After years of fancy figuration, the trend could now once again be going in the other direction, Benjamin Sutton observed for The Art Newspaper at a hip fair in New York: "At the Future Fair, which opened to VIPs on Wednesday (10 May) for its third in-person edition, painting is without question the dominant medium. But what manner of painting-the bright, figurative style that has dominated the contemporary art market for the better part of a decade, or more process-driven abstraction-is up for debate. There are strong examples of both, and plenty of sculpture too, but amid the stands filled with canvases featuring popping portraits, irreverent domestic scenes and stylised art historical allusions, abstract works may invite closer inspection and more sustained interest. I'm excited for the pendulum to swing back to abstraction,' says Joey Piziali, the director and co-founder of San Francisco-based Romer Young Gallery".
Christie's kicked off the New York spring auctions with a successful sale of the estate of Condé Nast owner Si Newhouse, reports Kelly Crow in the Wall Street Journal: "There is a backlog of estate material in this spring's sales, partly because Mr. Allen's estate took up so much room in last fall's auction catalogues. Caroline Sayan, an art adviser with advisory firm Cadell, said more estates are also expected to hit the marketplace in the coming years as a generation of postwar and baby boomer collectors die and millennials make their mark. Ms Sayan said a steady pipeline of estates is typically a boon to auctions because such troves have often been hidden away for years-but they are landing as the marketplace is also undergoing a generational taste shift among younger buyers who want a broader canon of artists."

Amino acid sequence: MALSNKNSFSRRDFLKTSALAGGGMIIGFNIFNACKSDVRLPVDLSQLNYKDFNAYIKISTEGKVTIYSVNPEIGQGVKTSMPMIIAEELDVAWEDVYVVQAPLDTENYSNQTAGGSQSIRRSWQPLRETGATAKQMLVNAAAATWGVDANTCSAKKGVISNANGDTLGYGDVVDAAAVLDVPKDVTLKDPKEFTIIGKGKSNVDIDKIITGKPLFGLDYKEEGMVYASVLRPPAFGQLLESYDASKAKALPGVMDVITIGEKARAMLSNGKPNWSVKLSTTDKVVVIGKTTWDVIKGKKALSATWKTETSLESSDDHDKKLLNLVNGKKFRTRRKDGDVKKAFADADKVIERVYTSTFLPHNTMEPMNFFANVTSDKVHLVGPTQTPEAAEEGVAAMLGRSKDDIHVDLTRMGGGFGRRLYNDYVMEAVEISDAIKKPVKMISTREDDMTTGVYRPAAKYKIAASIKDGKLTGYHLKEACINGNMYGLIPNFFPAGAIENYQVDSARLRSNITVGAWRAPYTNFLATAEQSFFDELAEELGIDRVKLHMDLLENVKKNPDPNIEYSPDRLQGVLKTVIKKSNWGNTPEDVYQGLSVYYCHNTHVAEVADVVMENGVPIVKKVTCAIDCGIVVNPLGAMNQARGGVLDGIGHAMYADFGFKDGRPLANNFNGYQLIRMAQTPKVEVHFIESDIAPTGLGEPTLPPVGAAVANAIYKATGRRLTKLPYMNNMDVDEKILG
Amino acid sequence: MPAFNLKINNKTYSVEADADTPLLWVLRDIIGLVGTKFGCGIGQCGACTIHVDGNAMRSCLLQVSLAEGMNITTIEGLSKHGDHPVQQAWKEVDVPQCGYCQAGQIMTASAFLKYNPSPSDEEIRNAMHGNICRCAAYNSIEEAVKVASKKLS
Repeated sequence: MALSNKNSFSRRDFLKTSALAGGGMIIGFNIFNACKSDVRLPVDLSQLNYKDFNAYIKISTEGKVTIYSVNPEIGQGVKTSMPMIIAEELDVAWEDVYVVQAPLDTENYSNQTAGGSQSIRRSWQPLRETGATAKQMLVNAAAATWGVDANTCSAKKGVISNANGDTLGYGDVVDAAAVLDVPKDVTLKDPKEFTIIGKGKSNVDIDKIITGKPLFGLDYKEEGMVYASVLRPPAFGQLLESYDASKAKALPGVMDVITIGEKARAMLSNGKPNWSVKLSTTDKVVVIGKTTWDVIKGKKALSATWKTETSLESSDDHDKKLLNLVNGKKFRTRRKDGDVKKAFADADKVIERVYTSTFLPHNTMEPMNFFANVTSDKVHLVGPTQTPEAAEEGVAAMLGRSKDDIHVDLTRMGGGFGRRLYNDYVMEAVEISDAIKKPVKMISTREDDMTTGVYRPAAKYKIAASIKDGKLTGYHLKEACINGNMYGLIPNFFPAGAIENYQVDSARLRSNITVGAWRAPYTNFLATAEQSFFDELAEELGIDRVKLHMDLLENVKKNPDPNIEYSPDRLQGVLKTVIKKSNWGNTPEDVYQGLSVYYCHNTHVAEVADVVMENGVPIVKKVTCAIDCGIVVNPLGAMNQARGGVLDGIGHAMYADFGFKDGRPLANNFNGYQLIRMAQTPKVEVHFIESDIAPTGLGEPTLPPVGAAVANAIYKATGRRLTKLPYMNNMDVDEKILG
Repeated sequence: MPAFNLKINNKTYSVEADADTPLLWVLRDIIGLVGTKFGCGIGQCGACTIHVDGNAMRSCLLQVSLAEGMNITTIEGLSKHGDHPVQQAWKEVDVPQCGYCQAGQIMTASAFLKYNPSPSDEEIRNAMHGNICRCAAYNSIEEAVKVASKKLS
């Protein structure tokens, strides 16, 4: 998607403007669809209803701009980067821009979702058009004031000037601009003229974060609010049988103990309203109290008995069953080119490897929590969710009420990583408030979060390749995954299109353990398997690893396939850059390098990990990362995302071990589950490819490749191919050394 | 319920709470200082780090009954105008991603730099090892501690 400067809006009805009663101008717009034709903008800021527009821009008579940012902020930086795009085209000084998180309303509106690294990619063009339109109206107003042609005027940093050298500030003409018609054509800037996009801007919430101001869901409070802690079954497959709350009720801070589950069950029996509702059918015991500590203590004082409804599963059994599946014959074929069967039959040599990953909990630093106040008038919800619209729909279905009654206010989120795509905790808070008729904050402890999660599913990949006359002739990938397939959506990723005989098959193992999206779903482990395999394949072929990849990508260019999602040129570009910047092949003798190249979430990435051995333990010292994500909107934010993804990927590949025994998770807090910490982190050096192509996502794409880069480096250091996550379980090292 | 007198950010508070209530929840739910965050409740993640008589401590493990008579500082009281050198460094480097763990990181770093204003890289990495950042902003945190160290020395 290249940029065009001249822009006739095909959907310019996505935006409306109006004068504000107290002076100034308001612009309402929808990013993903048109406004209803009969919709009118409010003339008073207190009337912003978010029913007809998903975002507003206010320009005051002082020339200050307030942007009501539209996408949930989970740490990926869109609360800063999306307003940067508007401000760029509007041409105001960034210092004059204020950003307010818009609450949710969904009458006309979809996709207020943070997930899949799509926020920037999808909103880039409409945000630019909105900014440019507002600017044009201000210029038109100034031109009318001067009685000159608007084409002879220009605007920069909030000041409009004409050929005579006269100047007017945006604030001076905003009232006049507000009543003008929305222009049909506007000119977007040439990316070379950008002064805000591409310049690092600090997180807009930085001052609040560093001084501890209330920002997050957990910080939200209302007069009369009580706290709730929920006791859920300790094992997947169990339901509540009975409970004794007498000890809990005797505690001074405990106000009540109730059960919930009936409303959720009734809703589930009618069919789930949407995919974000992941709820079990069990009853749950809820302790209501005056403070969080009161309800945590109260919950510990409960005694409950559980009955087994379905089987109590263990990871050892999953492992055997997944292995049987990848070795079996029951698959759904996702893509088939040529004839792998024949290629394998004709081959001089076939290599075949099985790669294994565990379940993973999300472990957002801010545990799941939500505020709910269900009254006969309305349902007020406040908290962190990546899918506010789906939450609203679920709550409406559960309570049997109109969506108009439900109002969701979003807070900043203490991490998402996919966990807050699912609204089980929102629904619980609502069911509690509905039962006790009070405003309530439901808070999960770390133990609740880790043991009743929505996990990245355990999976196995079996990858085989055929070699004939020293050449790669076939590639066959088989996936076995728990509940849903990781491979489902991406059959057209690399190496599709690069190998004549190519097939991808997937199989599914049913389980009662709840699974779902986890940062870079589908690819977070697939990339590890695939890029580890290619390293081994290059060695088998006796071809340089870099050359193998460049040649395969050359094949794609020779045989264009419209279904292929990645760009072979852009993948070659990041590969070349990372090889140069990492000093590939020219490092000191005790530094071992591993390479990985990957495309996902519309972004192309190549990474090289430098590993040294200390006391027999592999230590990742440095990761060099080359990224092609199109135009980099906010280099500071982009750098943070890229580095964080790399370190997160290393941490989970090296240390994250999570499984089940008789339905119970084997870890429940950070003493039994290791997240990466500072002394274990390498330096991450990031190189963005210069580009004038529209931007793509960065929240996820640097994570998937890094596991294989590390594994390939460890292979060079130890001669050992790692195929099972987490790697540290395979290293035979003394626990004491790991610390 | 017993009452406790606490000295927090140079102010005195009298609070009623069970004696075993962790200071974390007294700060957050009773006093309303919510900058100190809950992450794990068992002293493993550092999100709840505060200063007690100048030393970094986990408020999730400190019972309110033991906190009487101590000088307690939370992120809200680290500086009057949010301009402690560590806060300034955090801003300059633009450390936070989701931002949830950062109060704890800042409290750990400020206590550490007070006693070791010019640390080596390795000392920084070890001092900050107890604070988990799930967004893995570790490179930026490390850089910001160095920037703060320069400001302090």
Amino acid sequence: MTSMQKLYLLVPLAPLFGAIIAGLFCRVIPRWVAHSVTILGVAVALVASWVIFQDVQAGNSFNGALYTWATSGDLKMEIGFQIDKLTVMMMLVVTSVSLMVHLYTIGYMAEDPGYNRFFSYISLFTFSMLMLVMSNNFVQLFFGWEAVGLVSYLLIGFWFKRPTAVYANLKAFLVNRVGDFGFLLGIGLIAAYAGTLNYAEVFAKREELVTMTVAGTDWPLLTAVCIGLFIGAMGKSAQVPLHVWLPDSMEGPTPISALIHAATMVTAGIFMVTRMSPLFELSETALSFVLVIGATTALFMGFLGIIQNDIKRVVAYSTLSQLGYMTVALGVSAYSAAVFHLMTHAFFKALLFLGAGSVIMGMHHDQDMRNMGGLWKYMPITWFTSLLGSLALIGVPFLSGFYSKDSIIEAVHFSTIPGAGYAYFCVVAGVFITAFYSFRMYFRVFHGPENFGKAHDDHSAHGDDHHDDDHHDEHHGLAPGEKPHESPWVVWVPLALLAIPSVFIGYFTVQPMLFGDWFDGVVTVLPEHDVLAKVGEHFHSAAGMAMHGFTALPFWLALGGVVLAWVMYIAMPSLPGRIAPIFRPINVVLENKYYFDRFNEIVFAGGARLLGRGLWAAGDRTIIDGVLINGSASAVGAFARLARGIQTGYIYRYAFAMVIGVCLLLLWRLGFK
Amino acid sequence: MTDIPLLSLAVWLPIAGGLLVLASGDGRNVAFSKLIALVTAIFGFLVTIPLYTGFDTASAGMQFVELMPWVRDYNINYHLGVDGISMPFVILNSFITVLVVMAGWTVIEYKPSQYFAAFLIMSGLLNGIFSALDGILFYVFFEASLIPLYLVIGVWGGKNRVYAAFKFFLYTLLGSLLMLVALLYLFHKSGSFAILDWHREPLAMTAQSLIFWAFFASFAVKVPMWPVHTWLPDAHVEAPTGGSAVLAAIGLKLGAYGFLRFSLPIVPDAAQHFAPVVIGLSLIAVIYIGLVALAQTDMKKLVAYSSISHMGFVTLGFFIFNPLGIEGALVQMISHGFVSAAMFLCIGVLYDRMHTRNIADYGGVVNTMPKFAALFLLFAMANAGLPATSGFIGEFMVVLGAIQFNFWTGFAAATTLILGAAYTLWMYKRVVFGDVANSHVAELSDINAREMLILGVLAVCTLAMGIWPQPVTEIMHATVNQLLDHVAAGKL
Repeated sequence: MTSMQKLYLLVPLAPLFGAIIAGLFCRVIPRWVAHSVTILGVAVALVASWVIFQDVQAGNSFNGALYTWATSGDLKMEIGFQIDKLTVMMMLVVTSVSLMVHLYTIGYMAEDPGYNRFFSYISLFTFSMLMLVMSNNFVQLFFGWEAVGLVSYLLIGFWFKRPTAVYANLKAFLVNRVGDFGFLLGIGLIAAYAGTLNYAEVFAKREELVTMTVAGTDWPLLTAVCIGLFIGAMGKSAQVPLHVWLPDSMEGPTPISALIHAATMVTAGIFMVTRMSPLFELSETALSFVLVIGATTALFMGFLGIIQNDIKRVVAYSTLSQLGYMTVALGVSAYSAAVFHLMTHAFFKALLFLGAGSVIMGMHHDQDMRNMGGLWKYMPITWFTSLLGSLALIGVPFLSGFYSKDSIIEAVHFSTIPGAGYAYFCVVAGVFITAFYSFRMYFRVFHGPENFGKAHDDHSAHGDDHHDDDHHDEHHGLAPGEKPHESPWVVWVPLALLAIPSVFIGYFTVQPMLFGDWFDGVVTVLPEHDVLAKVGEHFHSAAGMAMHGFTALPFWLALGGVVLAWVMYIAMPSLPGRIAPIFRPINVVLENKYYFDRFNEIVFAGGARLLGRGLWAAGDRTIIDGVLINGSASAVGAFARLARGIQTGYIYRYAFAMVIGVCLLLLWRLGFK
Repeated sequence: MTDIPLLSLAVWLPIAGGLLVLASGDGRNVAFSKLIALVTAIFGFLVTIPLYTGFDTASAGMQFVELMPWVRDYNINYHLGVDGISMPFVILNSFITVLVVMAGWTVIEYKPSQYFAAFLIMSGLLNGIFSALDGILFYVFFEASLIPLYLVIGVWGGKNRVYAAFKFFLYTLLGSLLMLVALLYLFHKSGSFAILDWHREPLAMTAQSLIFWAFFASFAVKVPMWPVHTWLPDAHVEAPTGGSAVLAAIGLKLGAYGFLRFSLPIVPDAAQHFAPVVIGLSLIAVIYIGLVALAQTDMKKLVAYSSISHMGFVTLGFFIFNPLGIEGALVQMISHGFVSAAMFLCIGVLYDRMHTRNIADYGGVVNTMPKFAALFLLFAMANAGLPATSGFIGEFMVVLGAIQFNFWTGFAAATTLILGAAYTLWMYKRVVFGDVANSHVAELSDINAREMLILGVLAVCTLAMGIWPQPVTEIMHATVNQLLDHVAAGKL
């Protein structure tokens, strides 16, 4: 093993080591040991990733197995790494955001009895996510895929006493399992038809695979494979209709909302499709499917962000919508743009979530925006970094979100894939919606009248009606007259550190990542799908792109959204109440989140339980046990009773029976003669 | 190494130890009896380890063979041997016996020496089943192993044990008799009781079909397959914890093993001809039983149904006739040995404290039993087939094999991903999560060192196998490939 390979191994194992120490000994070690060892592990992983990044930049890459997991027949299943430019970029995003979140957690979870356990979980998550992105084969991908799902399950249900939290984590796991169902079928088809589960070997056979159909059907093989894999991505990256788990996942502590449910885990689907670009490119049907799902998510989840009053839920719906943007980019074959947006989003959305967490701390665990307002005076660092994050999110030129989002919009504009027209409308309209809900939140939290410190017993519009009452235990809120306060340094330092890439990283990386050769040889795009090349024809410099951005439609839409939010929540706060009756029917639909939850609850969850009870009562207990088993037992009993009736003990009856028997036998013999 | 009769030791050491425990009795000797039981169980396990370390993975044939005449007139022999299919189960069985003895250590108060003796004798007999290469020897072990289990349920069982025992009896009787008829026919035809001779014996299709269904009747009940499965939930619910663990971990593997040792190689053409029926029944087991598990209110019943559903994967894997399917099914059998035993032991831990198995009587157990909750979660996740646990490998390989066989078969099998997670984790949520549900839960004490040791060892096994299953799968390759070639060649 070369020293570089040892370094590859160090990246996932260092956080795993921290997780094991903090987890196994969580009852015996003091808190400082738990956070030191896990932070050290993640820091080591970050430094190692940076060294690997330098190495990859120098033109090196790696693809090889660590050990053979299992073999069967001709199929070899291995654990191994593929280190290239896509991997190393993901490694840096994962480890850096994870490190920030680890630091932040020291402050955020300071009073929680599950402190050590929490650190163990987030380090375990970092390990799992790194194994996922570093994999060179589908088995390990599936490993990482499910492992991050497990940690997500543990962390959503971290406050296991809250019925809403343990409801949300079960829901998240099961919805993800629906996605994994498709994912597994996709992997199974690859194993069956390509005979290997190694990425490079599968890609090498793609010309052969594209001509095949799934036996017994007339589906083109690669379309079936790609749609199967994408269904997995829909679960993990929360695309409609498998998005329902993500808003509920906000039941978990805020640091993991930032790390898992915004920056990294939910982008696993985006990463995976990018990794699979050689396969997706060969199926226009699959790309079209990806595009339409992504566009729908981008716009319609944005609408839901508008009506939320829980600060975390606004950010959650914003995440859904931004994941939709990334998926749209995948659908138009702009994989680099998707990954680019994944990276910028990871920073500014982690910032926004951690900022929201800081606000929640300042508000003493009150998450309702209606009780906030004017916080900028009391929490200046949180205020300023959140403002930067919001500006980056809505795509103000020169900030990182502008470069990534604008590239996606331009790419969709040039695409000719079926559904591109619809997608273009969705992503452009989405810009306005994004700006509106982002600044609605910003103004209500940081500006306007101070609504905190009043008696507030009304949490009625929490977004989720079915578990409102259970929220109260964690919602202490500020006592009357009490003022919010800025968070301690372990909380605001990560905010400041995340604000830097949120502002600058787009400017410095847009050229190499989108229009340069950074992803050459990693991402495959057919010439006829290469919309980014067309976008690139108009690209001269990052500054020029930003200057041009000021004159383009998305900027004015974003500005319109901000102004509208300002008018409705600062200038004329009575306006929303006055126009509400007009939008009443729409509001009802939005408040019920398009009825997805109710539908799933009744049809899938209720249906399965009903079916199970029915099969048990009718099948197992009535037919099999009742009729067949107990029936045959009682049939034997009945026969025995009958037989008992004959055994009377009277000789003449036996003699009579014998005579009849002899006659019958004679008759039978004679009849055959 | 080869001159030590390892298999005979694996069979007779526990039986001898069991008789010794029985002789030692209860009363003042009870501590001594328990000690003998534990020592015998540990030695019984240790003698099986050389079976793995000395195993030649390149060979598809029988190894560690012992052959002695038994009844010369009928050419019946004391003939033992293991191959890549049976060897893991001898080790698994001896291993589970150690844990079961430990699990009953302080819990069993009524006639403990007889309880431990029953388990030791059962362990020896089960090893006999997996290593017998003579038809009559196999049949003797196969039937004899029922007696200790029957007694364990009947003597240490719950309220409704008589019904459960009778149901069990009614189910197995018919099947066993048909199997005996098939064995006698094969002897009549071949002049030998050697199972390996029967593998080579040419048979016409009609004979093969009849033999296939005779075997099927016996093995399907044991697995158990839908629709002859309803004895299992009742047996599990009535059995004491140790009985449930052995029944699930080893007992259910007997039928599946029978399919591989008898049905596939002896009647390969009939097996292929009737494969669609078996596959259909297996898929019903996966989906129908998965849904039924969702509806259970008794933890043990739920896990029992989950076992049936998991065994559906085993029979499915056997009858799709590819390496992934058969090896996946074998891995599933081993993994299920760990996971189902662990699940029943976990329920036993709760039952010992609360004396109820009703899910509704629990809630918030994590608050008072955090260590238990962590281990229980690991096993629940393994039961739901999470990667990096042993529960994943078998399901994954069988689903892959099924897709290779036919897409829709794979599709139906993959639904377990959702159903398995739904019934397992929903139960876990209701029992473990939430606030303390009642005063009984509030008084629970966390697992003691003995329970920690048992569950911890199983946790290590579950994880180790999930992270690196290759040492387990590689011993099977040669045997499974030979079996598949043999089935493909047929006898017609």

Charlie Porterfield captures the market sentiment ahead of the auction week for The Art Newspaper: "New York auction houses are projecting their marquee spring sales could bring in more than $2.2bn, despite worries that the art market may be cooling, both for contemporary work deemed risky by collectors in times of economic uncertainty and for the most expensive works that consignors may be holding back given the uncertain macroeconomic picture. Notably absent this month are any works with nine-figure estimates, or even estimates in the high eights. [...] Dealers say that factors such as war, failing banks, an uncertain political outlook and rising interest rates aren't stopping wealthy collectors from buying art altogether, but acknowledge that the jittery economy may keep them from repeating the record-breaking bids of the past few rounds of major auctions."
Well-known New York art consultant Lisa Schiff is facing fraud charges, reports Rhea Nayyar for Hyperallergic: "It was only after an in-person confrontation last week, May 8, that Schiff allegedly told Grossman's spouse that the money wasn't there and that they should contact her attorney. According to the lawsuit, Schiff later doubled down over text, apologizing and saying, 'It's just complicated. The lawsuit claims the Ghenie incident is 'part of a much larger Ponzi scheme' in which Schiff allegedly takes money from one client to pay another in order to fund her 'lavish lifestyle'."